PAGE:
Comedic Warfare: The Battle for Young Voters


Image: Facebook

An example meme from the ‘Australian Green Memes for Actually Progressive Teens’


Could witty puns, comedic nuances and photoshopped images decide the federal election? Behind the scenes of complex policies and political jargon, an unconventional comedic war is being waged in an attempt to persuade the nation’s young voters.

With the federal election looming, voters under the age of 21 will have a key decision to make for the very first time. In an effort to distil complicated policy and influence these young first-time voters, the youth wings of both major parties are producing a magnitude of ‘memes’ on social media.


A ‘meme’ is a piece of viral content that spreads rapidly on the internet, often with the aim of conveying a particular theme or meaning. In the days leading up to the federal election, these digital nuances are plastering the Facebook feeds of young voters in key marginal electorates.\

“Our content is helping young people (especially under 25) engage with politics and election issues, our posts have reached 1 million people the last month so we’re engaging with a portion of the population that traditional media struggles to reach” said the creator of ‘ALP Spicy Meme Stash’, a Facebook page with an audience of over 80,000 young people.

On the other side of the fence is the ‘Australian Green Memes for Actually Progressive Teens’, which has an audience of over 18,000 young voters on Facebook, churning out a variety of memes with pop-culture references from Game of Thrones through to The Simpsons and Orange is the New Black in an effort to demystify complex policies and political jargon for young voters who are new to the political scene.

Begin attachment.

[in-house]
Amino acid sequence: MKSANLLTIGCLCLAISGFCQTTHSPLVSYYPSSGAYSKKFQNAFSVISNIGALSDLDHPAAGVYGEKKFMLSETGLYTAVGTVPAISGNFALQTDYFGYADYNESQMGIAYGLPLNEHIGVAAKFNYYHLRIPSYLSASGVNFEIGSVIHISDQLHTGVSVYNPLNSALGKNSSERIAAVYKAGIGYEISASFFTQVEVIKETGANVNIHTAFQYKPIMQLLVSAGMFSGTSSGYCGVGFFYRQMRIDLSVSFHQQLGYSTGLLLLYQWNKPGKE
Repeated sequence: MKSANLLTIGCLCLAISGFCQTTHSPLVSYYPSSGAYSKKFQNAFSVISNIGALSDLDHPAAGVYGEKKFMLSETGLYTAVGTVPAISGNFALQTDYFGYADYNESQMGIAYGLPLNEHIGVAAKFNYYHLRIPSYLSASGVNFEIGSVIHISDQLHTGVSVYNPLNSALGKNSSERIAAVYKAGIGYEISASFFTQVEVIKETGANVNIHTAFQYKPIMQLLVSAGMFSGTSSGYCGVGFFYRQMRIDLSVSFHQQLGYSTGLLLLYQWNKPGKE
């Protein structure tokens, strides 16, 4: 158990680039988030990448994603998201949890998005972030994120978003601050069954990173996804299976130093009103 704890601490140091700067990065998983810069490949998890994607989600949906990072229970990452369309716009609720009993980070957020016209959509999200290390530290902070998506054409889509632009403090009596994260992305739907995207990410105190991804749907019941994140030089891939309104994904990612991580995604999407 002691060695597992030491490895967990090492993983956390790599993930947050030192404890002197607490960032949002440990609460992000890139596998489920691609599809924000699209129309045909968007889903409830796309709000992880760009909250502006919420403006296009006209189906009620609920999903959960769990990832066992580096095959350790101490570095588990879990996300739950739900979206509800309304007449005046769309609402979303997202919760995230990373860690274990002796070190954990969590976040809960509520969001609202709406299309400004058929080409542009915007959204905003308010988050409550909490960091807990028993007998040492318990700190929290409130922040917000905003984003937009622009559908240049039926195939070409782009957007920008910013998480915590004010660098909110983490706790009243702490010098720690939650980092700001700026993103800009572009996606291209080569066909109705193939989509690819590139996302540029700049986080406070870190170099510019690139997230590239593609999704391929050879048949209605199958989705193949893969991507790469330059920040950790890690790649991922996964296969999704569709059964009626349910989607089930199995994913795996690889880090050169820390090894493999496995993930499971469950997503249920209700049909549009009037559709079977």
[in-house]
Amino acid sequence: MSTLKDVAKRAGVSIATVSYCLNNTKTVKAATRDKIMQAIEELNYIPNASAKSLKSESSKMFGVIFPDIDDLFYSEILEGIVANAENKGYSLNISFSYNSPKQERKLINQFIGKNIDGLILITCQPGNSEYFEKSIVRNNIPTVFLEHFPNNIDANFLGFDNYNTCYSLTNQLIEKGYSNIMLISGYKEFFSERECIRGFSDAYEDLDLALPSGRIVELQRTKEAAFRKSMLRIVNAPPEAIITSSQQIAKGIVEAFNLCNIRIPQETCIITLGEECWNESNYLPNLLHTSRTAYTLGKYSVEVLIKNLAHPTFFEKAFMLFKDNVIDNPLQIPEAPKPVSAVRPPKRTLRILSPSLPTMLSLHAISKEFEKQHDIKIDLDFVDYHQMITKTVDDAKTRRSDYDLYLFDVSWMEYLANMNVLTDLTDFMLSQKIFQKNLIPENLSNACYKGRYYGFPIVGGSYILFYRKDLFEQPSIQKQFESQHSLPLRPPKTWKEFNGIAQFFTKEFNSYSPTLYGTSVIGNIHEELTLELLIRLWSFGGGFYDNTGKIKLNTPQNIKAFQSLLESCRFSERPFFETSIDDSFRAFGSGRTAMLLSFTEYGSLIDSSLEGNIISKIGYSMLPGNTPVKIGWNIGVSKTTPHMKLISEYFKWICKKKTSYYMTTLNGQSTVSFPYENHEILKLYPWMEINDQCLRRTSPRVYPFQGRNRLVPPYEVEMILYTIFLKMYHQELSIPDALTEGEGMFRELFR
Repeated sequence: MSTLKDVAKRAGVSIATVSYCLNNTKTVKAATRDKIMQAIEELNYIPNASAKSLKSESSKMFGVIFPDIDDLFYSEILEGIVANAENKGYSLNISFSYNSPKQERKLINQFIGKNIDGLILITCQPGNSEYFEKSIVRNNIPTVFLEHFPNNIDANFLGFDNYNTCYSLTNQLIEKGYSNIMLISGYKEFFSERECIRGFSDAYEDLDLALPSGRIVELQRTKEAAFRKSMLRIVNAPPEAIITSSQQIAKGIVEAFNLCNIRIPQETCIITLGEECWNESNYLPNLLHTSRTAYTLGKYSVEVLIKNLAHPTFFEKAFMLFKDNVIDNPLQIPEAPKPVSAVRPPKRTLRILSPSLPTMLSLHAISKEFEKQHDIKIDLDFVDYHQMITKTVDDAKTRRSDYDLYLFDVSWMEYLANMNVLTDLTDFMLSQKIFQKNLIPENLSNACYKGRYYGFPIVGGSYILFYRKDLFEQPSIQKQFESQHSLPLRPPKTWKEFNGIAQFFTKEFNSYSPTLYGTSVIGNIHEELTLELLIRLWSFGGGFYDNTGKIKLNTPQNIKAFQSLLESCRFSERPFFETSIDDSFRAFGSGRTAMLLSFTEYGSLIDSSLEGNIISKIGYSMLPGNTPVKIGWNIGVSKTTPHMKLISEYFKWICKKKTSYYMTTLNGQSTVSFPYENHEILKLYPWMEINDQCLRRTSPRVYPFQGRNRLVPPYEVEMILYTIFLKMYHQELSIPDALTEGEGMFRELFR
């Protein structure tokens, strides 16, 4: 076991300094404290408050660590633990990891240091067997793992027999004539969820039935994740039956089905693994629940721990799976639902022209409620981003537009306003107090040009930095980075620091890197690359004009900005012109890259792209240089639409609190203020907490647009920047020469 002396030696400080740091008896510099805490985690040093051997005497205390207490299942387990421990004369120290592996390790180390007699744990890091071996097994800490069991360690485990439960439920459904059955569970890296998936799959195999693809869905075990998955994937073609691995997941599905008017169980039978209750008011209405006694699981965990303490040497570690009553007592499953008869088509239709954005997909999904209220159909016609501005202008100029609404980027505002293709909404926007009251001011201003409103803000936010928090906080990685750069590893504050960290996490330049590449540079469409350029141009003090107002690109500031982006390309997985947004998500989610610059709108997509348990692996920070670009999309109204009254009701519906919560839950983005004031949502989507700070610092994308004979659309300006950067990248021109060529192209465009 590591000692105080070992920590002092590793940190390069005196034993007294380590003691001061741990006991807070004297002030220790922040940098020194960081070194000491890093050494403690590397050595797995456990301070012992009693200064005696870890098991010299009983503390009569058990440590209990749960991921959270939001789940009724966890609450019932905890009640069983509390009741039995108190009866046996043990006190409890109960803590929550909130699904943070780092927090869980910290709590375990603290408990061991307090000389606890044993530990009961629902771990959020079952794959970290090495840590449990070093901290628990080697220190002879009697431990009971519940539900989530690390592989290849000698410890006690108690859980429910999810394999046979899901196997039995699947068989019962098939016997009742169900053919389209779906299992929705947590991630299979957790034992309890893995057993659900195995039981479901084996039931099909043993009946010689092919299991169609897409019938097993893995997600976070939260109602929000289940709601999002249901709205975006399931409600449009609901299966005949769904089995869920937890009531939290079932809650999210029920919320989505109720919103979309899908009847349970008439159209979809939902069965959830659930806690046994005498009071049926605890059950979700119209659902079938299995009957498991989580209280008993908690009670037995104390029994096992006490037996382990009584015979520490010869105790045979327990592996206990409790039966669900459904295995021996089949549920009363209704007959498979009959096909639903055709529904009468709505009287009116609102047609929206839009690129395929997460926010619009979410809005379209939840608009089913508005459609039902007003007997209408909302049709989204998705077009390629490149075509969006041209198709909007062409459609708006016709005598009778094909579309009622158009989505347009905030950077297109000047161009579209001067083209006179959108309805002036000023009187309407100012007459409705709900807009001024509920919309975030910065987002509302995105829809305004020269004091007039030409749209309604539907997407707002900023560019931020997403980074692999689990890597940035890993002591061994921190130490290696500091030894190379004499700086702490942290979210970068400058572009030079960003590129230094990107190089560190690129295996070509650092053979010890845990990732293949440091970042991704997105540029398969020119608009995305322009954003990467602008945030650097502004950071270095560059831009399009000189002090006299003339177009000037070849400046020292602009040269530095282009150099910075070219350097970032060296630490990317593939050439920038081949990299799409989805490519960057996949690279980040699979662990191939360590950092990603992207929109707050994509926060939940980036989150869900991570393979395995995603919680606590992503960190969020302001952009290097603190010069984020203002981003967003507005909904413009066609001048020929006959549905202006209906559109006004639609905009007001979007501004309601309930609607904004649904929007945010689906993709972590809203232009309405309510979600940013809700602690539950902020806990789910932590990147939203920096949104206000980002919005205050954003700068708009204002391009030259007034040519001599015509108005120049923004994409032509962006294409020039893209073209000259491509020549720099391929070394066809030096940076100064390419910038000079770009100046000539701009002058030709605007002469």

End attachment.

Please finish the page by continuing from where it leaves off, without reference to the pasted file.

Image: Facebook
An example ‘meme’ from the ‘ALP Spicy Meme Stash’

“They’re often a play on pop culture, incorporate puns, and we specifically use them with political overtones. Most importantly though, they’re a reprieve from the very serious voice most political pages use,” said Michael Trembath who runs the page.

“An issue has arisen on the campaign trail in Katherine, a funny line was thought of in Sydney, and a meme is generated in Adelaide – all within the space of a few hours, and we do this every day,” he added.


Image: Facebook
An example of the ‘memes’ being produced in support of the coalition

In support of the coalition is the Facebook page ‘Innovative and Agile Memes’ which was created by fans of Malcolm Turnbull in the 2016 election. While the coalition leadership may have changed, the page continues to churn out content to their 36,000 fans in a bid to discredit the opposition’s policies while boosting Prime Minister Scott Morrison’s profile.

With the Australian Electoral Commission reporting a record-high number of young people registered to vote, could this comedic digital battlefront influence and win over young voters at the polls?